Maple syrup makers hope sap taps will start flowing

Donald Bureau of Old Lyme, owner of Bureau's Sugarhouse, fills a container on Sunday with pure maple syrup.
Donald Bureau of Old Lyme, owner of Bureau's Sugarhouse, fills a container on Sunday with pure maple syrup. Tim Martin/The Day Buy Photo

Old Lyme - Sap was running across the state this weekend and it was a welcome sight to the state's maple syrup producers, many of whom spent the weekend boiling sap down to sweet, sticky syrup for the first time this year.

The traditional season in Connecticut for maple sugaring - the process of collecting maple sap from trees and turning it into maple syrup - extends from early February until late March, depending greatly on the weather.

This year's sugaring season got off to a slow start, due in part to the frigid temperatures that have frozen the region for much of the winter, and some fear that it could imperil the year's syrup output.

"I don't think anybody has made much syrup if any in the last three weeks," Mark Harran, president of Maple Syrup Producers Association of Connecticut, said. "It is not a good outlook this season for Connecticut producers, in my estimation."

To get maximum sap flow, producers need a string of days with temperatures in the 40s during the daytime and in the 20s at night, Harran said.

For Donald Bureau, who owns Bureau's Sugarhouse on Rowland Road in Old Lyme, the slow start to the season has been discouraging.

"February 1 and 2 were warm, so I boiled down 200 gallons of sap. But since then I haven't boiled until today," Bureau said Sunday. "So for three weeks my taps sat idle."

This year is Bureau's 23rd sugaring season and he has seen good years and bad alike. In 1999, his best year, Bureau made 100 gallons of light amber syrup in February alone.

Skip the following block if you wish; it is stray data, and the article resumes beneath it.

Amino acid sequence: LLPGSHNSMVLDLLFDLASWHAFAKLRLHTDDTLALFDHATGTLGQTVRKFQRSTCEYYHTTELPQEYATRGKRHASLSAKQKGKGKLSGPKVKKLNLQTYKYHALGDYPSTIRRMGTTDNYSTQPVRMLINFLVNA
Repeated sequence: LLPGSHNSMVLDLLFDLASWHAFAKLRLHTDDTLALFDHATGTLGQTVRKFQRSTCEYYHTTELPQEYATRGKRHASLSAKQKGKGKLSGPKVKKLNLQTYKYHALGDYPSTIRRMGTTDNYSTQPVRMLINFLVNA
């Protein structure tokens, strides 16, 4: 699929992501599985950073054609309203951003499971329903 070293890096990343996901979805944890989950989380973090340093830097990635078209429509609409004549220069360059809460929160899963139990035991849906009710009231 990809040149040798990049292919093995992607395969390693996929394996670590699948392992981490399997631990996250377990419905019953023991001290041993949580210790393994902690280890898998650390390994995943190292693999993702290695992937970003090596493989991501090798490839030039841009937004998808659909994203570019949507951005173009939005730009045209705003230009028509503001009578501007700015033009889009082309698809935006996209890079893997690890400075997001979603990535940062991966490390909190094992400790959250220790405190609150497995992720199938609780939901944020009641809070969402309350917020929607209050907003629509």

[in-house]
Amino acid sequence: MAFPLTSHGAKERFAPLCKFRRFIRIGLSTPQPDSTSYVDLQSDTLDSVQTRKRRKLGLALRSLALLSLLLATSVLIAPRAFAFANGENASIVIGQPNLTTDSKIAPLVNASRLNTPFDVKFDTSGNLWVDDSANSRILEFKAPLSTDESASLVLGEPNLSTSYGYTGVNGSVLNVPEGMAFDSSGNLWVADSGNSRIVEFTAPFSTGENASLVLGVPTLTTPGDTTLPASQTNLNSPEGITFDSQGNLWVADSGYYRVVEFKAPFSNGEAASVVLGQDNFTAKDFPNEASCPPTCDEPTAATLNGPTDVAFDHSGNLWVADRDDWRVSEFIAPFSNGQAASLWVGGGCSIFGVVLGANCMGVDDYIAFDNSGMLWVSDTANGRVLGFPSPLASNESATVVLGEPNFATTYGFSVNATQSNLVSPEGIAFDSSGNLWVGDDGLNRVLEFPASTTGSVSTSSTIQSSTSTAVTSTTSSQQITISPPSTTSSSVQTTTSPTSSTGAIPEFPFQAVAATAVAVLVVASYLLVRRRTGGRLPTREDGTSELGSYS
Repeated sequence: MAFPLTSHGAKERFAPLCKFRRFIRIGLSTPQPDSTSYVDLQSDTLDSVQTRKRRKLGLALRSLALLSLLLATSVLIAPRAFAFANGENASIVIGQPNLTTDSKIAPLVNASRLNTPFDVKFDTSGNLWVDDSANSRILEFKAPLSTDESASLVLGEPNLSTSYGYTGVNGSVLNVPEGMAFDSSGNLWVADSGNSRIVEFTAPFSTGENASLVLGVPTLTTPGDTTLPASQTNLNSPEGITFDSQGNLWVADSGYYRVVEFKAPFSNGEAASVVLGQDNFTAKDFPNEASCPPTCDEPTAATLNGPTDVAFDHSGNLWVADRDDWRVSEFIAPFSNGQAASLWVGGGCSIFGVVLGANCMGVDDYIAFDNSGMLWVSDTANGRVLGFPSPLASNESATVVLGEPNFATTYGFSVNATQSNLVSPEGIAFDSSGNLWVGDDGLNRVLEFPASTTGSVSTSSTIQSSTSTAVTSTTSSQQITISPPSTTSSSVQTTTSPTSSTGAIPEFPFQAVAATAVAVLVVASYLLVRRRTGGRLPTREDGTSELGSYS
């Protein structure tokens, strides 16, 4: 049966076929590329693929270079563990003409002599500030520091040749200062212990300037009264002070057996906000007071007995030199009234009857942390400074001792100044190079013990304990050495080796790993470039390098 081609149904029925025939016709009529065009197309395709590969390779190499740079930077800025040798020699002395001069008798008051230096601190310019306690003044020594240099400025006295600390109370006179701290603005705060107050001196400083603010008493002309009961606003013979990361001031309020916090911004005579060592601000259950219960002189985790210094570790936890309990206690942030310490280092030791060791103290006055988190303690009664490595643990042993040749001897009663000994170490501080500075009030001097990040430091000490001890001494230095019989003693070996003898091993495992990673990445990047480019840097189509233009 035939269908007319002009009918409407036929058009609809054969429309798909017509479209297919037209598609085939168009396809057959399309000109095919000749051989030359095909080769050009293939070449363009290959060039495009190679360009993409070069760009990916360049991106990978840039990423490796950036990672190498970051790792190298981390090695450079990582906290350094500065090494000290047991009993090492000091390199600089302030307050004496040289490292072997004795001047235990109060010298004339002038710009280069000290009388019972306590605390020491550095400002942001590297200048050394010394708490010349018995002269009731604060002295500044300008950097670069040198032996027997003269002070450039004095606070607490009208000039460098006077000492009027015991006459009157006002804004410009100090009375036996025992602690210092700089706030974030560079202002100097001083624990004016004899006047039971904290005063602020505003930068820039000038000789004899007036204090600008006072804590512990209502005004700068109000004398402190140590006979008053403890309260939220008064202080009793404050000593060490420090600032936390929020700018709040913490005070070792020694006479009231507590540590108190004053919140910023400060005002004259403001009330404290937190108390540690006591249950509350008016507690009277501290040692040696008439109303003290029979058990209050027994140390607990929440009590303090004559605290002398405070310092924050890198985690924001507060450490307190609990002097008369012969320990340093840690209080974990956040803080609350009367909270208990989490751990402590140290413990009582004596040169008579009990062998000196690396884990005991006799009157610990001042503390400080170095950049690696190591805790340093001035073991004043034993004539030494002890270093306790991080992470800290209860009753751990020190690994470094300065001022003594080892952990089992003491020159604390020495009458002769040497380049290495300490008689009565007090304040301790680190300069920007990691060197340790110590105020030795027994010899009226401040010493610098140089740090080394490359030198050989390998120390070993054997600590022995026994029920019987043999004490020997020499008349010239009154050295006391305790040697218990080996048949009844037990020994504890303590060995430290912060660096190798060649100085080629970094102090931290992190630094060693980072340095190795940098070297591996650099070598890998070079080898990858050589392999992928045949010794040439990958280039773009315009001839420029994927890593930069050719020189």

"I'll be lucky to make five gallons this February," he said. Not only has the sluggish start cost Connecticut sugarhouses in terms of the overall quantity of syrup, but it could also affect what type of syrup they are able to produce this year.

Generally, Bureau said, early season sap produces grade A light amber syrup, which has a subtle taste of butter and vanilla. Sap collected later in the season typically produces darker grade B syrup.

"As we get further on towards April, the sap has less sugar in it," Harran said. "At the beginning of the year, sap can have four, five or six percent sugar. As the season goes along it diminishes down to one percent. So we have missed some of that high sugar content sap in the past three weeks."

But all hope is not yet lost. As long as nighttime temperatures continue to be just below freezing, there is always a chance that the sugaring season could be salvaged.

"The concern is that it will get warm and stay warm and it will end up being a very poor season," Bureau said. "Hopefully we will get the classic one or two weeks with ideal temperatures and we will, as they say, make a crop."

Indeed, syrup producers have gone through year's like this one before, when a bleak outlook turns into a productive season thanks to a week or two of perfect weather conditions.

"Last year's season was fantastic, the best one we've had in Connecticut in a long, long time and possibly the very best one I've ever had," Harran said. "And it didn't start running until about mid-February. We just had a good period of ideal weather in the range of 25 at night and 40s in the day."

Like any farmer, Bureau and Harran said all they can do is keep an eye on the forecasts and hope that the sap keeps running.

"Sometimes it is too warm, sometimes it is too cold. This year has been too cold," Bureau said. "When you're dealing with Mother Nature you're at her mercy."

c.young@theday.com

A drop of sap falls into a bucket Sunday at Bureau's Sugarhouse in Old Lyme.
A drop of sap falls into a bucket Sunday at Bureau's Sugarhouse in Old Lyme. Tim Martin/The Day Buy Photo
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